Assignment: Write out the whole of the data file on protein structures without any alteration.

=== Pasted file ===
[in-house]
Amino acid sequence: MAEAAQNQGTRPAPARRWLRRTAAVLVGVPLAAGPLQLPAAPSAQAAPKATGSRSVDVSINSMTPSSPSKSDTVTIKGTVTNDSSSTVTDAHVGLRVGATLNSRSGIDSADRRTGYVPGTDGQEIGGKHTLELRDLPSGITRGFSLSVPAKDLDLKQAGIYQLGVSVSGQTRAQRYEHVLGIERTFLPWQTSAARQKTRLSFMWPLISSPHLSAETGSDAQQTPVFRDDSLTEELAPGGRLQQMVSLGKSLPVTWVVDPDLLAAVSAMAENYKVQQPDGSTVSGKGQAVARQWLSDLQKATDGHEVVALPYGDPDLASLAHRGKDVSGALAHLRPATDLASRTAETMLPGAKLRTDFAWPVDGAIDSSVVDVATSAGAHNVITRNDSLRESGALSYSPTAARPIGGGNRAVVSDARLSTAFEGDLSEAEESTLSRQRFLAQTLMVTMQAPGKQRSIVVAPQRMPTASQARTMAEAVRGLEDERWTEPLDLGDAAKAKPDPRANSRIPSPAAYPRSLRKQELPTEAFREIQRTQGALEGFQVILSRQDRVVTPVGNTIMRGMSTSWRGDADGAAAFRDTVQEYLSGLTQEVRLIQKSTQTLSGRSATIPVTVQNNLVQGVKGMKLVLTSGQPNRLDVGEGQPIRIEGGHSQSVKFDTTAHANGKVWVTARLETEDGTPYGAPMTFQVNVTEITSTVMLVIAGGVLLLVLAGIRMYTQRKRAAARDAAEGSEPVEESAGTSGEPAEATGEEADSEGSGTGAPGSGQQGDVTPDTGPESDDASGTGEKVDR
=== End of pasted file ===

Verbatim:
[in-house]
Amino acid sequence: MAEAAQNQGTRPAPARRWLRRTAAVLVGVPLAAGPLQLPAAPSAQAAPKATGSRSVDVSINSMTPSSPSKSDTVTIKGTVTNDSSSTVTDAHVGLRVGATLNSRSGIDSADRRTGYVPGTDGQEIGGKHTLELRDLPSGITRGFSLSVPAKDLDLKQAGIYQLGVSVSGQTRAQRYEHVLGIERTFLPWQTSAARQKTRLSFMWPLISSPHLSAETGSDAQQTPVFRDDSLTEELAPGGRLQQMVSLGKSLPVTWVVDPDLLAAVSAMAENYKVQQPDGSTVSGKGQAVARQWLSDLQKATDGHEVVALPYGDPDLASLAHRGKDVSGALAHLRPATDLASRTAETMLPGAKLRTDFAWPVDGAIDSSVVDVATSAGAHNVITRNDSLRESGALSYSPTAARPIGGGNRAVVSDARLSTAFEGDLSEAEESTLSRQRFLAQTLMVTMQAPGKQRSIVVAPQRMPTASQARTMAEAVRGLEDERWTEPLDLGDAAKAKPDPRANSRIPSPAAYPRSLRKQELPTEAFREIQRTQGALEGFQVILSRQDRVVTPVGNTIMRGMSTSWRGDADGAAAFRDTVQEYLSGLTQEVRLIQKSTQTLSGRSATIPVTVQNNLVQGVKGMKLVLTSGQPNRLDVGEGQPIRIEGGHSQSVKFDTTAHANGKVWVTARLETEDGTPYGAPMTFQVNVTEITSTVMLVIAGGVLLLVLAGIRMYTQRKRAAARDAAEGSEPVEESAGTSGEPAEATGEEADSEGSGTGAPGSGQQGDVTPDTGPESDDASGTGEKVDR